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New York gets a new mayor this week -- Michael Bloomberg is being replaced by Bill De Blasio. And one of the things the new mayor will be looking at is the taxi of tomorrow: A fleet of green Nissan vehicles that launched this fall, fitted with some custom technology absent in the usual yellow cab. Former mayor Bloomberg pushed hard for the new cars, but their future is uncertain. Nonetheless we hopped into one recently for a ride from Manhattan to the boro of Brooklyn, accompanied by Ted Mann, who covers transportation for the Wall Street Journal's greater New York section, to help detail some of the new cab's features.
Foreclosures are way down from the worst of the housing crisis. But as we start this new year, don’t be surprised if some places see a rise in foreclosure sales. That’s because foreclosures that have been slowly working their way through judicial pipelines are now coming to market. That may prove a rude awakening in some areas.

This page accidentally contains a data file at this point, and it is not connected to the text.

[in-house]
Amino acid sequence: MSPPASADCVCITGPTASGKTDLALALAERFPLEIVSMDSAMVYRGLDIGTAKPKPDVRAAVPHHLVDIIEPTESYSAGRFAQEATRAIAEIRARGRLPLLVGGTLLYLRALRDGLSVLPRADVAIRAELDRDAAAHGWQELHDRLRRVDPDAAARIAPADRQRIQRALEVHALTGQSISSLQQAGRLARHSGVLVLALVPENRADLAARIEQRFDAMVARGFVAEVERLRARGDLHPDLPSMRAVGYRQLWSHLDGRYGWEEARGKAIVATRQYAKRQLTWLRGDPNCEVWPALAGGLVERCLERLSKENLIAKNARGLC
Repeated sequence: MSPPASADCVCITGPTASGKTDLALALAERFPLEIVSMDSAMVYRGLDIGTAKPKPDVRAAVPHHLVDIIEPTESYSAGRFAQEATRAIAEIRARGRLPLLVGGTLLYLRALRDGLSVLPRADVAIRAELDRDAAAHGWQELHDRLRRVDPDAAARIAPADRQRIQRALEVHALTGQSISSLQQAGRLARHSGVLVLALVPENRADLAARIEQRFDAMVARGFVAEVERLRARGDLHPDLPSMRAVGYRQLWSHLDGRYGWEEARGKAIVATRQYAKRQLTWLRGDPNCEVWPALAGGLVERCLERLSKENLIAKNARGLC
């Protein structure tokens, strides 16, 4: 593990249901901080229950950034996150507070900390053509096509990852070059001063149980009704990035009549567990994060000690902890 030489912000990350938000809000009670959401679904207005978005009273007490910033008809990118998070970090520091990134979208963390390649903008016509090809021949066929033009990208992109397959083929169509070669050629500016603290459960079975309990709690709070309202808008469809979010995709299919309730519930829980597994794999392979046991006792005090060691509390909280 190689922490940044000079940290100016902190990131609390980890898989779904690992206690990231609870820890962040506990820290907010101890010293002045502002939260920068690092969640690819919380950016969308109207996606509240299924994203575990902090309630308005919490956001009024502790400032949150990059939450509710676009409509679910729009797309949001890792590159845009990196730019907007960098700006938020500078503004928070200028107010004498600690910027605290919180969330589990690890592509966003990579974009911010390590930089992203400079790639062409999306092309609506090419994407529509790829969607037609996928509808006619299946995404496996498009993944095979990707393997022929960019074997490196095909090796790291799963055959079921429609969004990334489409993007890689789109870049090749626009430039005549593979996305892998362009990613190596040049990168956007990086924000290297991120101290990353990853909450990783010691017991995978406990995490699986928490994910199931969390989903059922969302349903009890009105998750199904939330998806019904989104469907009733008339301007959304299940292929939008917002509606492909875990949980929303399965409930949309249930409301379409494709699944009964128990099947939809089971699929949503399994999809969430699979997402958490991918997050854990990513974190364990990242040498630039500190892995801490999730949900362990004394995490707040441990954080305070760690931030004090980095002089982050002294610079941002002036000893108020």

In almost half of states, foreclosures have to go through court. The idea is to do everything possible to protect homeowners, but these judicial foreclosures can take a long time, sometimes take years.
Tom O’Grady is CEO of Pro Teck Valuation Services, which analyzes housing data. He says foreclosure is quicker in non-judicial states.
“It’s kindof like ripping the bandaid off, instead of pulling off slowly,” O’Grady says.
He’s found that non-judicial states have bounced back from the low point of their housing crises faster than judicial states.
Non-judicial states worked through their foreclosure pain – and inventories -- up front, says Dave Stevens. He’s head of the Mortgage Bankers Association.
“The home values were depressed much quicker, much faster, but now they’re in significant recovery,” says Stevens, who points to the double digit appreciation in places like Phoenix, Arizona.
“That’s gonna be very different in states like New York, New Jersey, and Florida where they have now the backlogs that are just hitting the market,” he says.
Foreclosures tend to sell for about 30% less than non-distressed sales, Stevens says. When there are lots of foreclosures in the market, they pull down the value of the homes around them. That means some communities won’t get to share in the housing recovery just yet.